Eroded liberties 3


Along with the presumption of innocence went the right to silence. People could not be forced to testify against themselves, and had the right to say nothing at all. Juries were not allowed to draw any inference from this, because the rule was that the state had to prove guilt, and not require the accused to prove innocence.

This is another of the eroded liberties which David Davis referred to. The right to silence has been fatally compromised by allowing the prosecution to suggest to juries that they can draw inferences from the accused's failure to speak in their own defence. They should not have to if the burden of proof falls on the state.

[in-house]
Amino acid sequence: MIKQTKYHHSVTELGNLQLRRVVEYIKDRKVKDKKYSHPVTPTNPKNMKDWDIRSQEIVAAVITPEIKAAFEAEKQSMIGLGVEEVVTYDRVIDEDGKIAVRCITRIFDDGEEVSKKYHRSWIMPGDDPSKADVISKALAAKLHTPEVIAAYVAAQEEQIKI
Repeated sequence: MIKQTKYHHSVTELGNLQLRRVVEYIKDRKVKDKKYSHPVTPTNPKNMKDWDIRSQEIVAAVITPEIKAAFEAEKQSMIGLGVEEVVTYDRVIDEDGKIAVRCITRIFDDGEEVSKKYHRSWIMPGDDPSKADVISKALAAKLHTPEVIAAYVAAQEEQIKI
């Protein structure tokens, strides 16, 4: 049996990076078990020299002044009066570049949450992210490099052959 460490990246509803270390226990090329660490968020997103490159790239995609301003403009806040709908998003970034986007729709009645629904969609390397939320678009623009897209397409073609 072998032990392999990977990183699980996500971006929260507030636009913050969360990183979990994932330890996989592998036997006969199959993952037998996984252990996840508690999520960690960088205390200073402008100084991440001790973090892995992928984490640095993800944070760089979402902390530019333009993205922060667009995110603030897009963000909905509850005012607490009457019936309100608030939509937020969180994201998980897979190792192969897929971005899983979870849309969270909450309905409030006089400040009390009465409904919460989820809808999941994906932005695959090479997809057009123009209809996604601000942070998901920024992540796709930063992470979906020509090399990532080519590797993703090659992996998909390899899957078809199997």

One thing the right to silence established was that torture or even just bullying to force confessions was not worthwhile if the accused could simply exercise their right to silence.  The removal of that right weakens the protection which individuals have against malicious and presumptive prosecution.